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GC–MS volatolomic approach to study the antimicrobial activity of the antarctic bacterium Pseudoalteromonas sp. TB41


Many bacteria produce a wide range of volatile info-chemicals compounds (mVOCs) that constitute an important regulatory factor in the interrelationships among different organisms in microbial ecosystems. It has been shown that Antarctic bacteria isolated from three different sponge species, by producing mVOCs, are able to inhibit specifically the growth of Burkholderia cepacia complex (Bcc) strains (i.e. opportunistic pathogens of cystic fibrosis patients) as demonstrated by cross-streaking inhibition assays. This study reports a metabolomics approach to investigate the volatile profile of both the Antarctic sponge-associated Pseudoalteromonas sp. TB41 (P-sp-TB41) and Burkholderia cenocepacia strain LMG16654 (Bc-LMG16654) under aerobic conditions. Solid phase micro extraction (SPME) in head space of biological samples allowed an in vivo sampling of mVOCs with minimal specimen disturbance. The SPME fiber was termically desorbed in the injection port of gas chromatography–mass spectrometer (GC–MS) system setted in EI scan mode. The raw data were processed using both an automated mass spectra deconvolution and identification system and a metabolomic approach, which allowed a selection of 30 compounds presumably responsible for the inhibition of Bc-LMG16654 growth. The results obtained from samples prepared under cross-streaking conditions also suggest that the presence of Bc-LMG16654 cells neither interferes with the production of mVOCs nor induces the synthesis of different mVOCs. The employing of mass spectrometry played a key role in tuning the experimental system and in the evaluation of results. The use of this approach to study the interaction, in aerobic condition, among other Antarctic bacteria and Bcc and the possibility to extend this approach to other pathogen-antagonist relationship, is currently in progress.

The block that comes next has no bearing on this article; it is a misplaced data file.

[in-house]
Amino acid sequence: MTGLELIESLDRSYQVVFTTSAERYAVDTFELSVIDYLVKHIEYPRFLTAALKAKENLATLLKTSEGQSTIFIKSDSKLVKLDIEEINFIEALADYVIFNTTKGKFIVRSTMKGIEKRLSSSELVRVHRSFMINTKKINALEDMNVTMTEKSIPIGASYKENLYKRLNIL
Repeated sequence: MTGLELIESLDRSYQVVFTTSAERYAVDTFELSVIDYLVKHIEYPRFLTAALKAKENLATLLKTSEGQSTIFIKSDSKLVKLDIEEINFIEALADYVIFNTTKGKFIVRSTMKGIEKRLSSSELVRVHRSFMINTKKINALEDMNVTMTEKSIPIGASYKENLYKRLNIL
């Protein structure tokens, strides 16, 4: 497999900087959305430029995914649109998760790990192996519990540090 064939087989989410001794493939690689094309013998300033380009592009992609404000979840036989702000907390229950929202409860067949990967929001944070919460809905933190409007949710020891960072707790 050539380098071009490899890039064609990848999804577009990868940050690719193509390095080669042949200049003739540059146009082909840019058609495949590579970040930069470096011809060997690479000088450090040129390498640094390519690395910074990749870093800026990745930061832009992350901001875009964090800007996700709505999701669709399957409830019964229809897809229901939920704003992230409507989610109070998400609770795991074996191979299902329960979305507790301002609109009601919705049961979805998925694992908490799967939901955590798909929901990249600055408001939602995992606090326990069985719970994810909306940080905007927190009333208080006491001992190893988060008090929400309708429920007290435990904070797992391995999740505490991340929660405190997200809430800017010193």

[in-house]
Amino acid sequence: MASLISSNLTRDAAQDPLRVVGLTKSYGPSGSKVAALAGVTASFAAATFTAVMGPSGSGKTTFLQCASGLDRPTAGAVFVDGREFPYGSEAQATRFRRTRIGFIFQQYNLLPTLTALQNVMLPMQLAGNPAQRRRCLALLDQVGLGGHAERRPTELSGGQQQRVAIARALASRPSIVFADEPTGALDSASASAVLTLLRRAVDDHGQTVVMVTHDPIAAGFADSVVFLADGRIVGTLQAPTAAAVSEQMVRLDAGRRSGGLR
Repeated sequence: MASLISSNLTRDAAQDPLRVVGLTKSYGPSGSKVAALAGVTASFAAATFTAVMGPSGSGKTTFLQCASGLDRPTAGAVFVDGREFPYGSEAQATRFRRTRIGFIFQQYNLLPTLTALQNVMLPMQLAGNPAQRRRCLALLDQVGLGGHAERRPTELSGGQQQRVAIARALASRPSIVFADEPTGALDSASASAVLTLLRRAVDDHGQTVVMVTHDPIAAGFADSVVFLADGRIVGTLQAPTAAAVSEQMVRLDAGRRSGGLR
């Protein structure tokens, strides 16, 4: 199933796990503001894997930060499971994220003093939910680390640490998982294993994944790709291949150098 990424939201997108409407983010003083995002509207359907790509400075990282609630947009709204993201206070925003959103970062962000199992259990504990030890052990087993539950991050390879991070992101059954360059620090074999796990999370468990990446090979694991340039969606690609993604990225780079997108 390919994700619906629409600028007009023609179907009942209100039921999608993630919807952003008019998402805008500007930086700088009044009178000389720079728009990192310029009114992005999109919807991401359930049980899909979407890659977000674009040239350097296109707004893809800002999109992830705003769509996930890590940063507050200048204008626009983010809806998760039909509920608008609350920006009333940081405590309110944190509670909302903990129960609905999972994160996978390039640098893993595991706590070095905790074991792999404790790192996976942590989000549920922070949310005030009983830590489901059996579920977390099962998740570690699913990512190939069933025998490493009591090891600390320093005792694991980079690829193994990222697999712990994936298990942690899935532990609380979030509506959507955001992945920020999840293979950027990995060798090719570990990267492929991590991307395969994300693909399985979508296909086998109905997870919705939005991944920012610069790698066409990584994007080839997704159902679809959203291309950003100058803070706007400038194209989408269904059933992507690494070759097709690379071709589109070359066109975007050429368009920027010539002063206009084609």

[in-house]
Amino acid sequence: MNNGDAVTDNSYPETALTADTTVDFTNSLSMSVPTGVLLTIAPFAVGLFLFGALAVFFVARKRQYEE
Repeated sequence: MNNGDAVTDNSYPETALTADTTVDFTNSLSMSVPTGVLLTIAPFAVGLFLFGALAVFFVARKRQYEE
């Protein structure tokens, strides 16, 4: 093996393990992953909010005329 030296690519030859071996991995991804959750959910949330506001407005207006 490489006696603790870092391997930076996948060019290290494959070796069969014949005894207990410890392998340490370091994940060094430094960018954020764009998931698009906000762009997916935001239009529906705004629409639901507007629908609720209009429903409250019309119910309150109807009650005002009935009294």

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This work was supported by Ente Cassa di Risparmio di Firenze (Grant # 2008.1103) and Italian Cystic Fibrosis Research Foundation (Grant #12/2011). A very special thanks to Prof. Luca Calamai for his support.

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Correspondence to R. Romoli.

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Romoli, R., Papaleo, M.C., De Pascale, D. et al. GC–MS volatolomic approach to study the antimicrobial activity of the antarctic bacterium Pseudoalteromonas sp. TB41. Metabolomics 10, 42–51 (2014).

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  • Chemical communication
  • Sample preparation
  • Statistical analysis
  • Microbiological techniques
  • Genetic disease
  • Cystic fibrosis